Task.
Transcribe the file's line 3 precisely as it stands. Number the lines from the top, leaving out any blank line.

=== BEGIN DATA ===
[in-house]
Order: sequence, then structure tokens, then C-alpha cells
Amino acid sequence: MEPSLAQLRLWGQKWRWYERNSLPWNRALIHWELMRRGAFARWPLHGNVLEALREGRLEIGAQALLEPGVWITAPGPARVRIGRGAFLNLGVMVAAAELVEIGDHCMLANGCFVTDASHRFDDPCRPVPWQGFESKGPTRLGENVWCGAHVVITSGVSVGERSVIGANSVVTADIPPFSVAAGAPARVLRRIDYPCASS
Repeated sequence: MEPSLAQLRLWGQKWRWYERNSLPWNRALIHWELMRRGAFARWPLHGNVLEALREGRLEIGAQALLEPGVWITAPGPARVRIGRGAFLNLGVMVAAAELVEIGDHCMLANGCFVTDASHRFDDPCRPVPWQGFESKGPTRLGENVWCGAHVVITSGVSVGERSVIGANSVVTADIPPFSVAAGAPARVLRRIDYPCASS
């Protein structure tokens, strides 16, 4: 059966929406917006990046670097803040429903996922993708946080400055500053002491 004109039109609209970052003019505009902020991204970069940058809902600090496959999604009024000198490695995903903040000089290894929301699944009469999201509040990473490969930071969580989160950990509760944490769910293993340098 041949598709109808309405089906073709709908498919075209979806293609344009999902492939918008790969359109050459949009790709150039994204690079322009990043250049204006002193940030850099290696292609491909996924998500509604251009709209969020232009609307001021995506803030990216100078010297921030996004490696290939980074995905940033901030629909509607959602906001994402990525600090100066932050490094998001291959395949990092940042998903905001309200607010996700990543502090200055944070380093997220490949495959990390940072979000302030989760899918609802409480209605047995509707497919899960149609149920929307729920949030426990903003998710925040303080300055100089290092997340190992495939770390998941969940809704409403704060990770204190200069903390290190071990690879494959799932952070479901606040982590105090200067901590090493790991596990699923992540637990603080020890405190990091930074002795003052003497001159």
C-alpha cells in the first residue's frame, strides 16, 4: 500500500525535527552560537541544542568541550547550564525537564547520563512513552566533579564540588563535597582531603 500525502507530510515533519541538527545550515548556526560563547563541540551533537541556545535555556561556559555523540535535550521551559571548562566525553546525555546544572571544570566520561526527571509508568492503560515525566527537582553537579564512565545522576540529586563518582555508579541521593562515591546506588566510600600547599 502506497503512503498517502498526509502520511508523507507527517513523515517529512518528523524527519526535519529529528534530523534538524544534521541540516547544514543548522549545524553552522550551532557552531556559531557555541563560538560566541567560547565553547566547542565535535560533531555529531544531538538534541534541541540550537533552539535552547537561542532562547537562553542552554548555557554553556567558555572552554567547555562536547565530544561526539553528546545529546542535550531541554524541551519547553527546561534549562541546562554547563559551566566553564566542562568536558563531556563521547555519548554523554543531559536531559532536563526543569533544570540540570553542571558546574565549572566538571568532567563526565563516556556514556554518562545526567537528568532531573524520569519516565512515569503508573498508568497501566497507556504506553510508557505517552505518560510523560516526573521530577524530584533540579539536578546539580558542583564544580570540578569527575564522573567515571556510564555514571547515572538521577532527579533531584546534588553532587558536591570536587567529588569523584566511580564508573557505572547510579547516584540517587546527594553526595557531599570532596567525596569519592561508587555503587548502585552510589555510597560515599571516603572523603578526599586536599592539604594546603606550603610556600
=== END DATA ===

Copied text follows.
Amino acid sequence: MEPSLAQLRLWGQKWRWYERNSLPWNRALIHWELMRRGAFARWPLHGNVLEALREGRLEIGAQALLEPGVWITAPGPARVRIGRGAFLNLGVMVAAAELVEIGDHCMLANGCFVTDASHRFDDPCRPVPWQGFESKGPTRLGENVWCGAHVVITSGVSVGERSVIGANSVVTADIPPFSVAAGAPARVLRRIDYPCASS